# Solve ##\left| x+3 \right|= \left| 2x+1\right|##

• RChristenk
RChristenk
Homework Statement
Solve ##\left| x+3 \right|= \left| 2x+1\right|##
Relevant Equations
Absolute values
Both sides are in absolute values, i.e. positive, so the solution is straightforward: ##\left| x+3 \right|= \left| 2x+1\right| \Rightarrow x+3=2x+1 \Rightarrow x=2##.

But the solution presents another case: ##x+3 = -(2x+1)##. How is this possible if both sides are in absolute values, i.e. positive?

I understand ##\left| x\right|= \pm c##, but when there are absolute values on both sides, I don't understand why you can remove the absolute values by setting one side to negative. Thanks for the help.

If ##|x| = |y|## then there are four possible solutions:
$$x = y$$or$$x = -y$$or$$-x = y$$or$$-x = -y$$This, however, simplifies to two solutions.
$$x = y$$or$$x = -y$$

MatinSAR, RChristenk and docnet
RChristenk said:
Homework Statement: Solve ##\left| x+3 \right|= \left| 2x+1\right|##
Relevant Equations: Absolute values

Both sides are in absolute values, i.e. positive, so the solution is straightforward: ##\left| x+3 \right|= \left| 2x+1\right| \Rightarrow x+3=2x+1 \Rightarrow x=2##.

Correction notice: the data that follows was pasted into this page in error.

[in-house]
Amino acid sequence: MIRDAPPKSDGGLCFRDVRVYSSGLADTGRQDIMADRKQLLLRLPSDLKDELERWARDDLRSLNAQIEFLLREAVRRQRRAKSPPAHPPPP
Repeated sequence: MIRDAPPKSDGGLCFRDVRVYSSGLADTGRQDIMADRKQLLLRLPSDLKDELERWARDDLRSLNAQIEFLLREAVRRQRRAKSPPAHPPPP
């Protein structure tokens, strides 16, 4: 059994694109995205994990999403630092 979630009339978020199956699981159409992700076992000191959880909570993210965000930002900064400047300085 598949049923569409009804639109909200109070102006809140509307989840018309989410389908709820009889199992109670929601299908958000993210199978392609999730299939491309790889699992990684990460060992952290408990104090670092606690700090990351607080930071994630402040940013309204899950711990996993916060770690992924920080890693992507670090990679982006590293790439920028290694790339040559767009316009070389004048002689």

But the solution presents another case: ##x+3 = -(2x+1)##. How is this possible if both sides are in absolute values, i.e. positive?

If you were asked to solve $|x| = |3|$, would you exclude $x = -3$ as a solution?

Here, is there any reason to exlude the case $-3 < x < -\frac12$, where $x + 3 > 0$ but $2x + 1 < 0$?

RChristenk and PeroK
When you remove the absolute values, you do not know if the inside is positive or negative and you have to account for either possibility.

Gavran
RChristenk said:
I understand ##\left| x\right|= \pm c##, but when there are absolute values on both sides, I don't understand why you can remove the absolute values by setting one side to negative. Thanks for the help.
## |x| = c \Rightarrow x = \pm c ## where ## c \ge 0 ##. By using this, there will be ## |x+3| = |2x+1| \Rightarrow x+3 = \pm |2x+1| ## and finally ## x+3 = \pm (2x+1) ## because ## \pm |2x+1| ## can be rewritten as ## \pm (2x+1) ##.

Gavran said:
## |x| = c \Rightarrow x = \pm c ## where ## c \ge 0 ##. By using this, there will be ## |x+3| = |2x+1| \Rightarrow x+3 = \pm |2x+1| ## and finally ## x+3 = \pm (2x+1) ## because ## \pm |2x+1| ## can be rewritten as ## \pm (2x+1) ##.
You can skip a step in the above. ## |x+3| = |2x+1| \Rightarrow x+3 = \pm (2x+1) ##

PeroK

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